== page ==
• Bank Robbery. 7th-10th - The 'Kelly Gang' held up the town of Jerilderie and robbed the Jerilderie Bank of New South Wales, stealing £2,414. Ned intended to have the 'Jerilderie letter' published at this time, but the local printer escaped. The letter was left in the town for publication but confiscated by police and consequently not published, however some excerpts were printed in Melbourne newspapers.
  • NSW issue reward totaling £4,000, (or £1,000 for each outlaw). The Victorian Government increased its reward to match. With the inclusion of the NSW reward the combined total increased to £8,000.00, (or £2,000.00 per outlaw), which was a large fortune in Victorian times. The gang nevertheless managed to evade capture for 16 more months.


  • Letter written by Ned posted to Sir Henry Parkes, Premier of N.S.W.
  • Nothing public was heard from the gang after this time until June the following year.

1880 - Destruction of the 'Kelly Gang'


  • 'Notice of Withdrawal of Reward' posted by Government. It stated that after 20th July 1880 the Government would "absolutely cancel and withdraw the offer for the reward".


  • 26th - Prorogation of winter parliamentary session resulting in the expiry of the Felons' Apprehension Act 612. Note: The gang's outlaw status is no longer in effect after the prorogation.
    • Double agent Aaron Sherritt shot and killed, near the town of Beechworth, by Joe Byrne, who was accompanied by Dan Kelly. (Aaron was Joe's boyhood friend and trusted by the gang during most of their outlawry, but the gang was eventually convinced he had turned traitor.)
  • Glenrowan Siege 26th - 28th
    26th - 27th Ned and Steve take hostages, hold up the Glenrowan Inn, and instruct that part of the railway line at Glenrowan be torn up, all as part of a plan to engage police in a direct battle, beginning with the intended derailment of the police special train. Joe and Dan arrive in Glenrowan from Beechworth.
  • 28th - Released hostage, Thomas Curnow, forewarned the train driver and the train was halted safely, with no one injured. Escaped hostage, Constable Bracken, directed the newly arrived police to the Glenrowan Inn. The police then stormed the Inn and a gunfight began. The gang wore 'home-made' armour made of farming plough shares for defense against police gunfire. Despite the protective abilities of the armour, Ned and Joe were injured by gunshot in the arms and legs.
    • Joe Byrne - shot and killed during the siege. His body was taken to Benalla and strung up (on the door of the police lock-up) as a curiosity for photographers and spectators. It was later autopsied. (Confirming the cause of death as blood loss from gunshot wound to the femoral artery.) His body was not claimed by his family, and so was buried by police in an unmarked grave in Benalla.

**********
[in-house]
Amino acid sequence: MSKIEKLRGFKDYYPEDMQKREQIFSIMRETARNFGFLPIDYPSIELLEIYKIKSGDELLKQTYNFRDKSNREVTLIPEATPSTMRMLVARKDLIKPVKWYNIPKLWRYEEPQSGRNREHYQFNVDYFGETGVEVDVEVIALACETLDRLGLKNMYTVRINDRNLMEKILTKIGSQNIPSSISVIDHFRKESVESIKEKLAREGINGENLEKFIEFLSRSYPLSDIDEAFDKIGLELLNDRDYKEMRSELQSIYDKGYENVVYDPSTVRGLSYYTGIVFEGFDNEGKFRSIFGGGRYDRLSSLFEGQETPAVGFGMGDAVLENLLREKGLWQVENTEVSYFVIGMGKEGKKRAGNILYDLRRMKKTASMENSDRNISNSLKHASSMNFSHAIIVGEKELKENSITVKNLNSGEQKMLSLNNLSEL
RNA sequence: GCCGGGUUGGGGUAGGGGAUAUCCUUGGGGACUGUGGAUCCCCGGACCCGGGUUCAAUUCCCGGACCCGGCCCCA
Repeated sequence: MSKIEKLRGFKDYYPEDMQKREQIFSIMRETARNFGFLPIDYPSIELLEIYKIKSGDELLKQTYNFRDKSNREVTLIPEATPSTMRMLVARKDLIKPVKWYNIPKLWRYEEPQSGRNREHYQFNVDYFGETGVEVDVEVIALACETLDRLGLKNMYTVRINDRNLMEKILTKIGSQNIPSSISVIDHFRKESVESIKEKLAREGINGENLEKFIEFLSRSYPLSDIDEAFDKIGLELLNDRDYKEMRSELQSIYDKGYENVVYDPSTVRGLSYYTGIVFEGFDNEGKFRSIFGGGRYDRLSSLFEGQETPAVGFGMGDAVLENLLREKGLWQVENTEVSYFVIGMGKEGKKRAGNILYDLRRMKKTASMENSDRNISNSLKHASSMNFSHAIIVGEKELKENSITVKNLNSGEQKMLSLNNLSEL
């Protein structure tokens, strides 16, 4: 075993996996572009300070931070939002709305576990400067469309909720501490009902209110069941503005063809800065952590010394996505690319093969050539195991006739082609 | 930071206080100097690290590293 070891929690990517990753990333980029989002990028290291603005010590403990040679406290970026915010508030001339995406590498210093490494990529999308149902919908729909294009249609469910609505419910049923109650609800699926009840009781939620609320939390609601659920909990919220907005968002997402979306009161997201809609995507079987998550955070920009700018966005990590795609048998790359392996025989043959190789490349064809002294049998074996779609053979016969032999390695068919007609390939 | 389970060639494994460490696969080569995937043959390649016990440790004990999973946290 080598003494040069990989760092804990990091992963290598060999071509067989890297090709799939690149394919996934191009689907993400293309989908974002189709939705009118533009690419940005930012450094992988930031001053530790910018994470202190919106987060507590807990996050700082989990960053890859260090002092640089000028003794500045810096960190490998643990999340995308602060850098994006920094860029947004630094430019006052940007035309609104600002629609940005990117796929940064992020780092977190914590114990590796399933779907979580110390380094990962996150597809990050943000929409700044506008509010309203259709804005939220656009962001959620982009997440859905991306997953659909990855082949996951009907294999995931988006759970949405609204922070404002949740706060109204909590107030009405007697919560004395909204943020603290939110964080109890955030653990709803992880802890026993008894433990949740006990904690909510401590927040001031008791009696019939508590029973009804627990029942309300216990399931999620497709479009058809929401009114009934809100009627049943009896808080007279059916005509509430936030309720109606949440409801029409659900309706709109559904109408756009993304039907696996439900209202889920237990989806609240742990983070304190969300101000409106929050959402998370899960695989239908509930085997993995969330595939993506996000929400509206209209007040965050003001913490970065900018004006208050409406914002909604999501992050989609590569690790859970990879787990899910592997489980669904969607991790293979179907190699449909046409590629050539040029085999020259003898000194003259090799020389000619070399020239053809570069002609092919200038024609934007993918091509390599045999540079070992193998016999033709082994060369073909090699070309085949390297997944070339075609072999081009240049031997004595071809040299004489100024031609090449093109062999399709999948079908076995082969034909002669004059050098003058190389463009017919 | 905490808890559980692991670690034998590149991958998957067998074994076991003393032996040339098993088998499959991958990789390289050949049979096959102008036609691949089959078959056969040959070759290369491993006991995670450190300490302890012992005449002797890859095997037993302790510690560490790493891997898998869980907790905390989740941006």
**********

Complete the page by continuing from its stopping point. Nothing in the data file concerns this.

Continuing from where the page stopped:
• Ned captured - Ned was shot and badly injured but escaped the inn, collapsing nearby due to loss of blood. In the dawn light, weak and in pain, still wearing the armour, he returned to the inn and engaged a back line of police in a solitary gunfight. His attempt to rescue his brother Dan and Steve Hart later became known as his famous 'last stand'. Ned was shot in the legs and captured.
      Ned, in critical condition, was held in custody. He had confession with a priest and doctors treated his injuries. Doctor Nicholson took Ned's sash at this time. (The sash survived. It remained in the possession of the Nicholson family until 1973, and is now in the care of the Benalla District Historical Society.) Ned taken to Benalla.
    • The last of the hostages were released.
    • Dan Kelly and Steve Hart - both died inside the inn. Their cause of death undetermined, but presumed to be suicide.
      Unaware of the deaths of the remaining gang members, and wanting to avoid having to storm the inn and risk loss of life, police set fire to the building. Catholic priest, Dean Gibney, bravely entered the burning hotel in an attempt to get the gang to surrender. He reported three dead bodies fitting the descriptions of Joe, Dan and Steve. Unlike Joe's body, which was recovered before destroyed by flames, Steve and Dan's bodies were unable to be extracted and were burned beyond recognition. They were later given to the Kelly and Hart families and buried in Greta cemetery. No autopsies were performed.
  • Armour - All four of the gang's sets of armour were taken into the possession of various members of the police force.